One of its innovations is an updated version of tried-and-true diesel-electric propulsion, similar to railroad locomotives. On Northern Leader, diesel engines power a set of generators that can be brought online individually when power is required. This saves fuel by limiting power consumption to only what’s needed. Northern Leader is also the first long-liner to use a “Z-drive” type of swiveling stern thruster that propels a boat in almost any direction without a rudder.

The recovery of the Puget Sound region’s shipbuilding sector also extends to luxury yachts. The term “shipyard” conjures images of workers in Carhartt work clothes joining steel plates with arc welders, but skilled men and women are also turning out award-winning, high-tech yachts at Delta Marine on the Duwamish River and at yards operated in Port Angeles, Hoquiam and Westport by Westport Shipyards. The latter company specializes in building hulls with low-maintenance, lightweight composites; it took first and second place in the “Exotic Retreat” category of the 15th annual Northwest Design Awards sponsored by the Seattle Design Center.

The company marks its 50th year in 2014. Mark Masciarotte, Westport’s director of sales, says the recession slowed work at all of Westport’s facilities and caused executives to rethink its product line, such as reducing production of its 85-foot yacht model and introducing a new 143-foot “global response cutter” targeted at foreign navies and coast guard services. Masciarotte says his yard has yet to see much return on investment in the cutter, launched in 2010. “It’s a very slow process,” he says. “Sales are just being developed now.” In the meantime, sales of the company’s yacht lines are improving. “I think in a couple of years, we’ll be back at full strength again,” he says.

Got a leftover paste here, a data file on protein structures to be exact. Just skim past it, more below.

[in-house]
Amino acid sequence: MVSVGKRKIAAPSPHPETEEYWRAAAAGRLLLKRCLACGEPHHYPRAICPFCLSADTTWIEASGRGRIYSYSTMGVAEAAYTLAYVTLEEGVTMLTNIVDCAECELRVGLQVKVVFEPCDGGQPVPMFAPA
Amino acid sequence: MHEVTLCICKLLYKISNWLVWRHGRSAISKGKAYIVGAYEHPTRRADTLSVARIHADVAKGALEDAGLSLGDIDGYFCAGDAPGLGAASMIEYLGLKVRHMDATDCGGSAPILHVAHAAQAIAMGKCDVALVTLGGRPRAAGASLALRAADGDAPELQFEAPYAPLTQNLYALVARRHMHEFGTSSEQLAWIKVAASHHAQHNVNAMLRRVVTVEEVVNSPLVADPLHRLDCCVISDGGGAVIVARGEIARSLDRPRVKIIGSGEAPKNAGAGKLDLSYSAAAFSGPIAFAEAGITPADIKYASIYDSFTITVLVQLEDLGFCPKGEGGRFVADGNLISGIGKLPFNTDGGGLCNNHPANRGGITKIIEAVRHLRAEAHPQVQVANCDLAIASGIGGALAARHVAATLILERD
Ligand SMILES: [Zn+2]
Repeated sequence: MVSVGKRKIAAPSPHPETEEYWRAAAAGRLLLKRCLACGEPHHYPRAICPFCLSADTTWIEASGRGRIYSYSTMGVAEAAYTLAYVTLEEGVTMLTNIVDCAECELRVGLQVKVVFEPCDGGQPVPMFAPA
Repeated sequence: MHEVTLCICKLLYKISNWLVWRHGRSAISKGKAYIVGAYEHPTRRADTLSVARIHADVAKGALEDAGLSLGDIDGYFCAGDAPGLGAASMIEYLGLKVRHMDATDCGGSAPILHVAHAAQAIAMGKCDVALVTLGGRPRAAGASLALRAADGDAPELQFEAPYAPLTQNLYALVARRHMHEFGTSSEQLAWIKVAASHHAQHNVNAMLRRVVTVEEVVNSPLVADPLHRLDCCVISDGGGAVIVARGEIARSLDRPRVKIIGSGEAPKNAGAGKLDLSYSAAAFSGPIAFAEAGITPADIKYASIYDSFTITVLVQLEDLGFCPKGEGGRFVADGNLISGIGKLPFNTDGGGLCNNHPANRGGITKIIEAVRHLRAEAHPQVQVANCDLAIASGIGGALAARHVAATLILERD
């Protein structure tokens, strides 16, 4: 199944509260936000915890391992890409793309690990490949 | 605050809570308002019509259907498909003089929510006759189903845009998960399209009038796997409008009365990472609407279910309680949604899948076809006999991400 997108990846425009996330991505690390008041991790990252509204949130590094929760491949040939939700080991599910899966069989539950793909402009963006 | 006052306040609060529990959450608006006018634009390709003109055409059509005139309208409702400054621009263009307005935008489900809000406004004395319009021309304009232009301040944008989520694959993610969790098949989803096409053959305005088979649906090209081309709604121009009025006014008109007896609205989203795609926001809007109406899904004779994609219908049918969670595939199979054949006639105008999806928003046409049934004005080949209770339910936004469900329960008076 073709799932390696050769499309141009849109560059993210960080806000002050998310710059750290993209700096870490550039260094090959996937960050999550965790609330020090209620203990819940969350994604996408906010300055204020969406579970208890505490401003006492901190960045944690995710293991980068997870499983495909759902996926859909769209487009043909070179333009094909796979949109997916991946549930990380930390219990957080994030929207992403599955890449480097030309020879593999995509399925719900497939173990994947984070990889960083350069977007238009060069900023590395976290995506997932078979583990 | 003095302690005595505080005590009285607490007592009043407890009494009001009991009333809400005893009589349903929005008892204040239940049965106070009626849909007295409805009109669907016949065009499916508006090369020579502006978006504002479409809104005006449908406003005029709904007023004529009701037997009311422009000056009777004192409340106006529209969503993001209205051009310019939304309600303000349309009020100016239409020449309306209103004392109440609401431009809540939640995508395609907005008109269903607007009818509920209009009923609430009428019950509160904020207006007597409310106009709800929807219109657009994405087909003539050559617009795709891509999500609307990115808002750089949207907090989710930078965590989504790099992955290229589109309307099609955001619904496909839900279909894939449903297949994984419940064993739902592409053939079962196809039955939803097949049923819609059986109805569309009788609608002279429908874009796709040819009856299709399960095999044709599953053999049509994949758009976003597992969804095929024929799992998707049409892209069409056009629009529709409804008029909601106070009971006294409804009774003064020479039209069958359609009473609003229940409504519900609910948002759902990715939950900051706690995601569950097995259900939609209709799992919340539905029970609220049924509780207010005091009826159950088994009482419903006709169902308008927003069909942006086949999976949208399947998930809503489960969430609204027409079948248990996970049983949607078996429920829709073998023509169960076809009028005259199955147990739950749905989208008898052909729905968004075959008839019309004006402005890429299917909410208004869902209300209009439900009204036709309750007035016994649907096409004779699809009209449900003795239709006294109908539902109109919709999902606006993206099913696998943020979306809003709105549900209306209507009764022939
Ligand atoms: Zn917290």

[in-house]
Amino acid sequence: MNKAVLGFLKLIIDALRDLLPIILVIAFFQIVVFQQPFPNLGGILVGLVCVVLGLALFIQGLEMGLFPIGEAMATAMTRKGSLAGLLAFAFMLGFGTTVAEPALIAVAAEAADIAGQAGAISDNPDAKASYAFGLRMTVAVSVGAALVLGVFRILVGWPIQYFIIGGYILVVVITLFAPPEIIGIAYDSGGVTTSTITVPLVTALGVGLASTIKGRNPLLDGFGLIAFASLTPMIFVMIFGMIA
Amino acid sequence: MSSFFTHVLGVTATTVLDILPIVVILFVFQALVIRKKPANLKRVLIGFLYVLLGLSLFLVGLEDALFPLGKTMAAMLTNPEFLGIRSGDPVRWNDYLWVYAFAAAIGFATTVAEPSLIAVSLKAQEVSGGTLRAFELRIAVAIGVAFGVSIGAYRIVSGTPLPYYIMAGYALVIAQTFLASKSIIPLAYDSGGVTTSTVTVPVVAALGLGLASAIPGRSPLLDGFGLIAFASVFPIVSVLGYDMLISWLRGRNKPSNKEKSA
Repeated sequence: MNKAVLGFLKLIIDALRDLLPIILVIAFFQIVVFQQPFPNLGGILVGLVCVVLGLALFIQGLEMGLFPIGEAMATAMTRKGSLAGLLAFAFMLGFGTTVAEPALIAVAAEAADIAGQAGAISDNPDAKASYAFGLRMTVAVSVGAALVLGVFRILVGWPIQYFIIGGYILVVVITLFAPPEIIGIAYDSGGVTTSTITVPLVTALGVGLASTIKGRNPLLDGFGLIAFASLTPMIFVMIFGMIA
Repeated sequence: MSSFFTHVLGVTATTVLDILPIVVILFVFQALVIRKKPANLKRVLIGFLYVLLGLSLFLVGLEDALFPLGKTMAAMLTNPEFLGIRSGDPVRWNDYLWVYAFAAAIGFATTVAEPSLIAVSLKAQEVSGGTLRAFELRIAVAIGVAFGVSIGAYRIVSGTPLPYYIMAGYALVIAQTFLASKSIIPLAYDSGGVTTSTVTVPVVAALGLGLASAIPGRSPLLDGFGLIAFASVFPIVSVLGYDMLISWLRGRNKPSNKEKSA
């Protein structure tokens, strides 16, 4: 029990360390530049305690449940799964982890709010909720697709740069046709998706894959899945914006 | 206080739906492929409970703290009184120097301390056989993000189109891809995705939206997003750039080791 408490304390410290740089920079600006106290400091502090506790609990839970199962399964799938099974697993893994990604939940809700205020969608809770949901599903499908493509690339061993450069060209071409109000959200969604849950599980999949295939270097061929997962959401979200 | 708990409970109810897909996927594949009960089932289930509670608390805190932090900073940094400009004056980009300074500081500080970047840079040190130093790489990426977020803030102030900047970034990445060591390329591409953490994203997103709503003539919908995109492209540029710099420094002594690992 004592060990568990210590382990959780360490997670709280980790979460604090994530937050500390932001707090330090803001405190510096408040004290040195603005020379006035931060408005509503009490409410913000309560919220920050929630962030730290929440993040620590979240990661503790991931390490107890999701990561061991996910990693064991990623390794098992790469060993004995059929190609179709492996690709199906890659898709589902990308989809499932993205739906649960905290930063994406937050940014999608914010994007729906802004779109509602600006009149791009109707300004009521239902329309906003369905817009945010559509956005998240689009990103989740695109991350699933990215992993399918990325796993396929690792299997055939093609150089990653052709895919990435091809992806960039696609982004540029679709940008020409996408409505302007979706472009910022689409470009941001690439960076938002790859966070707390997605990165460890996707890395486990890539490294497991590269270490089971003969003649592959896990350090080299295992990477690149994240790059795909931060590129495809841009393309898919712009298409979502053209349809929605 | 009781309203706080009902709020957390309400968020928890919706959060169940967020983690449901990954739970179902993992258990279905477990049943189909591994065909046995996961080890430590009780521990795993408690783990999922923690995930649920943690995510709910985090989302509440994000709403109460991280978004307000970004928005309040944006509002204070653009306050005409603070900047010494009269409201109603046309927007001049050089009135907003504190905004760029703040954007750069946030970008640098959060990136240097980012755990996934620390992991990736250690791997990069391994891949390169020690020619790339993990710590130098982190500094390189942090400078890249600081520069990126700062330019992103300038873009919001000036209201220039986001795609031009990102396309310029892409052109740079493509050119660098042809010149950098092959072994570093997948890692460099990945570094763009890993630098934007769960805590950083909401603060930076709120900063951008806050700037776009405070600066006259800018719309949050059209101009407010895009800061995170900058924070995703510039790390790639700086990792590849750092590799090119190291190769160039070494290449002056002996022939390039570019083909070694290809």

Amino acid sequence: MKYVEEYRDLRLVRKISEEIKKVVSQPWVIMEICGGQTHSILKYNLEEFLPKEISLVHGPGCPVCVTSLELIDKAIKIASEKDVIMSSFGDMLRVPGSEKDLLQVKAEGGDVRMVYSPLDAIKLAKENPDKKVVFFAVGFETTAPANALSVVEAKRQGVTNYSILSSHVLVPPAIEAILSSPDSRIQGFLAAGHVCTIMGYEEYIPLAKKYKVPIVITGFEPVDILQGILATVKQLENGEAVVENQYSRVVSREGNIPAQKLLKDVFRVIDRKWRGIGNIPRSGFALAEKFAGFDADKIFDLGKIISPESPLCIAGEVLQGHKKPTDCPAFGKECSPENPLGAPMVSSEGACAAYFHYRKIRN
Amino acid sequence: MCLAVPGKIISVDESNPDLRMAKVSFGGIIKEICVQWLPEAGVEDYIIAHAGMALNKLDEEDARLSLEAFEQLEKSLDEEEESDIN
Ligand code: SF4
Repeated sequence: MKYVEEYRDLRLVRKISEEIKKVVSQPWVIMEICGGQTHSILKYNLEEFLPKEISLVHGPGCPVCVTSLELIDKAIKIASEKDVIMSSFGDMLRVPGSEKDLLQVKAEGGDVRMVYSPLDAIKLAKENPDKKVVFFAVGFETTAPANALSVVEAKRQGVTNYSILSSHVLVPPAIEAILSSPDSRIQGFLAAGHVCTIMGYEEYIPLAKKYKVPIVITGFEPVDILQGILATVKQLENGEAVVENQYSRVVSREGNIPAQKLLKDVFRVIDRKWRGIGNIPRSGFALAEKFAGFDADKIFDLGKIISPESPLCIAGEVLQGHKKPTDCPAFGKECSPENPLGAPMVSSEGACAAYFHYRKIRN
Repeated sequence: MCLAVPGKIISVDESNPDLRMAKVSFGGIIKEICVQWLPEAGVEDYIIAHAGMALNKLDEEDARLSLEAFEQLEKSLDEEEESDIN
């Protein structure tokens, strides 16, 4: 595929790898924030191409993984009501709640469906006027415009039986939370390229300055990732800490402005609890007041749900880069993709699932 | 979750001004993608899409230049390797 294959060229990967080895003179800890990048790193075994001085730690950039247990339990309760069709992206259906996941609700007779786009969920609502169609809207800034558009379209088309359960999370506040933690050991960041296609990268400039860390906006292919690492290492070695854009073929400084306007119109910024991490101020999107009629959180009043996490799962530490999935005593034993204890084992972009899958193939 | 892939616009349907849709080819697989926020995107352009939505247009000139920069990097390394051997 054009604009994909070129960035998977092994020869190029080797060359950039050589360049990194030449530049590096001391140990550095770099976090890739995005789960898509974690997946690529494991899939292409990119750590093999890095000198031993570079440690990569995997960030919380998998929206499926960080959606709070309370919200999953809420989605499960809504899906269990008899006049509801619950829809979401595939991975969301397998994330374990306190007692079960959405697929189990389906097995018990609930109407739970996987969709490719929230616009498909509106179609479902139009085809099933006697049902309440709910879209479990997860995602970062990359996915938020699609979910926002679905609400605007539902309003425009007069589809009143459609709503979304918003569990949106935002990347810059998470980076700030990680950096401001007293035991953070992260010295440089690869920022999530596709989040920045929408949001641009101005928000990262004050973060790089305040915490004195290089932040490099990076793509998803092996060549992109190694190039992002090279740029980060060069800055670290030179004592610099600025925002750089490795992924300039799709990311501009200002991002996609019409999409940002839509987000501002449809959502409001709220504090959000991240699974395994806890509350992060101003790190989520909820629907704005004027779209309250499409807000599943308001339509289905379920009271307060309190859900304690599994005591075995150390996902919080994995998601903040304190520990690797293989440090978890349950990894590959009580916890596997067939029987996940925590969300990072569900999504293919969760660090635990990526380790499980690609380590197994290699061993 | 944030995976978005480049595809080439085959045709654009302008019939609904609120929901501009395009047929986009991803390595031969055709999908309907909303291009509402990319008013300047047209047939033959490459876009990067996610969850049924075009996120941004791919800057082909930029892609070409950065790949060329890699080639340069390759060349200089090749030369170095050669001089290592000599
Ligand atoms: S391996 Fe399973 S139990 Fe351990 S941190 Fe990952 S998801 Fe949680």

Maritime trade has always been central to the Seattle economy, accounting for $30 billion in direct and indirect business revenue in 2012. Shipbuilding is a maritime component whose history goes back to the first 19th-century Anglo-American settlements, even further if you count the unparalleled works of industrial art fashioned by the native peoples of the Salish Sea. Like any business, shipbuilding is often buffeted by contrary economic winds, but as long as sailors and fishers want to trade, they will need boats. It’s a fact that comforts Platt of J.M. Martinac, which has survived myriad economic downturns during its 90 years. Says Platt: “We supply a product that the industry needs.”